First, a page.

Feature: genre-defying '71 offers fresh take on the Troubles
Director Yann Demange knew little about the conflict between Catholics and Protestants in Northern Ireland until he read a script about a rookie British soldier lost on the strife-torn streets of Belfast
Set on the backstreets and around the apartment blocks of Belfast, Yann Demange's Bafta-nominated debut film '71 is a surprising beast. Part survival story, part political thriller, it's one of the most refreshing movies about what became known as the Troubles since Paul Greengrass' 2002 drama Bloody Sunday. Rarely has the Nationalist/Unionist conflict that devastated Northern Ireland for decades been so vividly dramatised.
Set in 1971, the story is seen through the eyes of rookie British soldier Gary Hook (played by Jack O'Connell), separated from his unit and lost on the bomb-torn streets of the Northern Irish capital, where danger lurks at every turn.
Written by award-winning Scottish playwright Gregory Burke (famed for the play Black Watch, about British soldiers in Iraq), the script took television director Demange by surprise.
"The writing was so visceral, muscular, but, more importantly, I cared about the characters," he says. "They felt so pertinent."
Although he "wasn't drawn to the subject of the Troubles", the more he read the script, the more it felt relevant to modern times.
"It transcended the specificity of the Troubles and I could see the universality in it. We could've been talking about many conflicts that are going on."
O'Connell, the 24-year-old British actor who recently starred in Angelina Jolie's Unbroken, came to the project with more knowledge than Demange. Despite growing up in Derby, his father hailed from County Kerry, in southern Ireland. "There was a large Irish influence in my upbringing and one I'm proud of," O'Connell says. He'd even considered joining the army in his teens. "Thankfully, I was too young to sign on the dotted line," he says.
If these were the reasons why he was immediately drawn to playing Gary Hook, it's not as if he and his character are exactly alike. "The main difference between myself and Gary is that I have an understanding of the backstory and the conflict itself, more so than Gary did. I'm probably more politically minded and historically informed," O'Connell says
Hook is an innocent, parachuted into this faction-led street battle. "He's a clueless kid bouncing around," says Demange.
Set over just a few hours, with Hook stranded on the unfamiliar streets, unsure if the next passer-by will be friend or foe, '71 is a lean work, with O'Connell not speaking for much of the film. "With every draft, the dialogue went," explains Demange, who took his screenwriter to the shooting locations (with Liverpool, Sheffield and Blackburn doubling for Belfast) to plot out the action for the stripped-back story.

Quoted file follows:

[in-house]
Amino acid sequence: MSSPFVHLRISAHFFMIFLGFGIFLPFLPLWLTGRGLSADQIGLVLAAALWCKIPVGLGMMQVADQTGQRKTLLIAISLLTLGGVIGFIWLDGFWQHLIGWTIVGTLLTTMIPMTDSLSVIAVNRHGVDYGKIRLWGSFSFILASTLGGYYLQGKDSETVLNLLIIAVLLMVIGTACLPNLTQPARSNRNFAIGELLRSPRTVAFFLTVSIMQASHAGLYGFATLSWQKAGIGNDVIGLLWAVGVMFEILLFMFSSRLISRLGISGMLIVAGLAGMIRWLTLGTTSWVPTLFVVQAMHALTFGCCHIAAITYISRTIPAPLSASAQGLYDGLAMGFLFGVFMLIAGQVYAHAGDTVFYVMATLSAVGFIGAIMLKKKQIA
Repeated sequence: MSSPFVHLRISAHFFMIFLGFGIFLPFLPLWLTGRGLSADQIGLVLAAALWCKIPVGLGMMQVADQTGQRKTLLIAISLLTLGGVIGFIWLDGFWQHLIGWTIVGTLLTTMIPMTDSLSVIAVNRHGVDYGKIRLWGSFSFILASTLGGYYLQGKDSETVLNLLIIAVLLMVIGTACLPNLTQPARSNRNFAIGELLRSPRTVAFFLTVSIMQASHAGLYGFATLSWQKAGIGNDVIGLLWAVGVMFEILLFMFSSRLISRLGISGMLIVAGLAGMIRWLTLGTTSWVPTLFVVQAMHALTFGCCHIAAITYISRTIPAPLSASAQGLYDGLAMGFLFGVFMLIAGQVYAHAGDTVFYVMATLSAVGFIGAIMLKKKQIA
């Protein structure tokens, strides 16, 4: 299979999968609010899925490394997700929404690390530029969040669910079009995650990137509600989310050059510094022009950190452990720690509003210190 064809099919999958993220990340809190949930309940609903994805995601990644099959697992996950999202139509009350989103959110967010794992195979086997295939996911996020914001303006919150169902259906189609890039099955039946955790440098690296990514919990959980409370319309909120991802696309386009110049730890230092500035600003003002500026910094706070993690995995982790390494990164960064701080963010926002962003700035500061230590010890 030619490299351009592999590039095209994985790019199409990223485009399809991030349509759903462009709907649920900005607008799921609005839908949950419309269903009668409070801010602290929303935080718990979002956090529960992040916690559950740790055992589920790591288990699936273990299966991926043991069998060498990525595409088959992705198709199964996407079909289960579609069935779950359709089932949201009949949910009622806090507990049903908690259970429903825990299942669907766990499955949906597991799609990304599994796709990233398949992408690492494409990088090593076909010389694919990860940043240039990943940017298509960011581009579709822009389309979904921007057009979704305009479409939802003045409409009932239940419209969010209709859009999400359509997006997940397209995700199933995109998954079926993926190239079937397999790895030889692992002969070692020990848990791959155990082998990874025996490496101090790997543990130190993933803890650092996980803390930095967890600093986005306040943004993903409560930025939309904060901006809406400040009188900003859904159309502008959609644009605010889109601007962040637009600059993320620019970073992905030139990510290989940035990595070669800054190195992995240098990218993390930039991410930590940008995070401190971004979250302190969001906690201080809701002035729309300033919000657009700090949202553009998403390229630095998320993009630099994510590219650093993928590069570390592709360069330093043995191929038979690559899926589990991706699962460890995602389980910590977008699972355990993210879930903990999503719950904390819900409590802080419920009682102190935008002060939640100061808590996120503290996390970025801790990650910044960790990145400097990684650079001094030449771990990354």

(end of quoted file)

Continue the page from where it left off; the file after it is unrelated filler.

Such an approach wasn't easy for O'Connell. "I felt lost a lot of the time," he admits. Yet, comparing him to a young Gary Oldman, Demange pays tribute to his star. "He's not scared of being naked on screen, and that he had no dialogue. Some actors, you take their dialogue away and they're panicking - they're grasping. He can hold the silent moment and try and put something in the eyes - and I believed it."
While Hook's story becomes seen in a wider context, as members of the IRA, British army and loyalist paramilitary groups come to blows, the film doesn't spend time untangling this web. "That's what I loved about the screenplay," says Demange. "Greg really captured the mess of it. You are experiencing it like Gary Hook. Most people that watch the film were probably born after the  Good Friday Agreement, and we made a decision not to have lots of exposition. You're like him - you're disorientated."
Deliberately, O'Connell decided to stay away from the sections of the shoot that didn't concern his character.
"There were parts of the story I didn't want to know," he says.
This meant not knowing about the inexperienced Lieutenant Armitage (Sam Reid) and his attempts to locate Hook. Or that Boyle (David Wilmot), a senior member of the IRA, is cutting a deal with Sean Harris' British army captain for the safe return of Hook. "I wanted to remain as unaware as Gary is."
When it came to the shooting style, Demange admits he "stole and borrowed" from Paul Greengrass to Kathryn Bigelow ( The Hurt Locker, Zero Dark Thirty), as well as classics such as The Battle of Algiers and The Army of Shadows. The mission was to make a movie that went beyond being a "straight-up genre film", he says.
"It had to have a real humanity. I haven't got enough distance, but we had to tread the shades of grey - humanise and demonise everyone in equal measure. At no point could he act like an action hero."
O'Connell concurs with his director. "If we were to call it an action-thriller, I don't think the film has been appreciated fully. If it's just going to be pigeon-holed in the same sort of context as shoot-'em-ups, where people are getting slaughtered left, right and centre and we feel no empathy … I feel that every murder on screen, every blow, every near miss, is humanised." Or as Demange puts it, "The extinguishing of every life had to mean something."
The director admits that while the film begins in the mould of social realism, he wanted it to take on a more mythic quality later on, with Belfast taking on a hellish, inferno-like quality. "I wanted to go somewhere a bit more impressionistic than you'd see in, say, the Bourne films. It was something other." It's why, rather like Gary Hook's night on the streets, there are surprises around every corner.
'71 opens on June 4